17th – 26th February 2012
An art installation by Sandhya Pai
The Noble Sage is delighted to welcome Indianartist, Sandhya Pai, and her first London installation, ‘GRASS ROOTS’ (2012). Born in1982 in Karnataka,India, and a graduate of the Sir JJ School of Art in Mumbai, Pai’s work for several years has explored themes such as the home ritual and the shrine-like space, the energy andvisual aesthetic of the collective and the snapshot memories of our pastsas photographed by us as well as by our elders.
In her past installation ‘My Father’s Third Wedding’ (2010) Pai created a shrine-like space in Maidenhead’s busy high street. Shethen invited viewers to move around the cluttered space and look at themany drawings of photographs of Pai’s village history in open booksand boxes. The transparency and honesty of Pai’s presentation ofhistory was deliberately alluring.
Nine days after the momentous tragedy that was 9/11, Pai created thesublime performance installation, ‘20/9 Worship’ in herancestral village in Karnataka. On the occasion of her father’ssixtieth birthday, and with the reaffirmation of her parents’ maritalvows at that same event, Pai daringly placed large drawn images of his pastthroughout the space, high up, so that they were included in (if notinterrupting) all audience visual participation in the rituals andcelebrations. These images often showed moments in her father’shistory that interwove with the pasts of many present at the ceremony. Inthis way Pai showed literally the veils of history through which weconstantly view the present.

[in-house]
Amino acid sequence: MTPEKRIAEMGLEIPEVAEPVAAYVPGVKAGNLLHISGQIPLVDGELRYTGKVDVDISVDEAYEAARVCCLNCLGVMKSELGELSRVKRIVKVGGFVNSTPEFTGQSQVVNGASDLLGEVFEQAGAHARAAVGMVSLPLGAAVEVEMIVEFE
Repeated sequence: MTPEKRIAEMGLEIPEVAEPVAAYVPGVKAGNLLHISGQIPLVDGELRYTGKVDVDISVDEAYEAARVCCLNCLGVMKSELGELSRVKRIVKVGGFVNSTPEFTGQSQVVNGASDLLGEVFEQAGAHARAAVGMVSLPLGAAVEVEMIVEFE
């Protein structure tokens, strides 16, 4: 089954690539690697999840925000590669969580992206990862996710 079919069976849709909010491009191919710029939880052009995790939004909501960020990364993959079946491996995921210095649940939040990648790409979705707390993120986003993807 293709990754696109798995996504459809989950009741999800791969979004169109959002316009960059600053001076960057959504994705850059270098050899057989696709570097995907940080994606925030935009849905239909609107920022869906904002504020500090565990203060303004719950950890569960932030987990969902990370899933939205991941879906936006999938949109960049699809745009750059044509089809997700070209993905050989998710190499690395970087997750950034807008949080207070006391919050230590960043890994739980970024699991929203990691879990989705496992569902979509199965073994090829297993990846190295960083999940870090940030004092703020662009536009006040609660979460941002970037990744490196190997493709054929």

‘Grass Roots’ (2012) at The Noble Sage continues Pai’s thematic interests in congregation and group purpose coupled with ritual, memory and history. However she evolves a form first used in Kerala in 2008 with her installation ‘Landscapes and Memories’ I. There she grew paddy grass outlines of the map of Mattancherry, Fort Kochi, live in the gallery. These outlines related to her walks where she viewedmany different cultures of people living close together in the town.Amongst and above these grass paths she placed drawings relating to the people and scenery she saw along the way.
In ‘Grass Roots’, Paiagain looks to literally connect with the earth, this time, rather than paddy, using crushed newspaper pulp as the base for her installation. The incorporation of this pulp is significant: it is the stuff of words and letters that together makes up our living recent history made into aparadoxically non-recognisable, non-readable, natural soil-like surface.From this ‘soil’, or as Pai describes it ‘thissource’, emerge figures from Pai’s history, in back and white,like little idols of real life for us to worship in this extinguished pyre.
The images project everyday life tobe holy and worthy of reverence and physical orbit. As we circle the huge installation we invoke memories of Hindu rituals in the temple, wherethe planetary idols or certain deities are circled three times by devotees.There is a religiosity in the installation that comes through in the piece.The artist likens the energy she wants to create in this work to thedynamism of any mass social movement or any collective at a religiousgathering or celebration. She sees the work as a metaphor for socialtransformation, inspired by her witnessing of the recent London riots and the anti-corruption movement in India.The title, ‘Grassroots’, in this way, relates to ground level shifts, social and political as well as within the family and the community.
Sandhya Pai’s ‘Grass Roots'(2012) will be on view from the 17th – 26th February by appointmentonly. To make an appointment contact the gallery on firstname.lastname@example.org.
Private View: Friday17th February 2012, 6-8.30pm
The Noble Sage Art Gallery, 2AFortis Green, London N2 9EL (near East Finchley tube). Map
The Noble Sage is open by appointment only. If you would like to view the collection, please contactt he gallery on email@example.com orby phone on 07901944997.
The gallery is free to enter and open to all. The Noble Sage specialises in Indian, Sri Lankan and Pakistani Contemporary Art.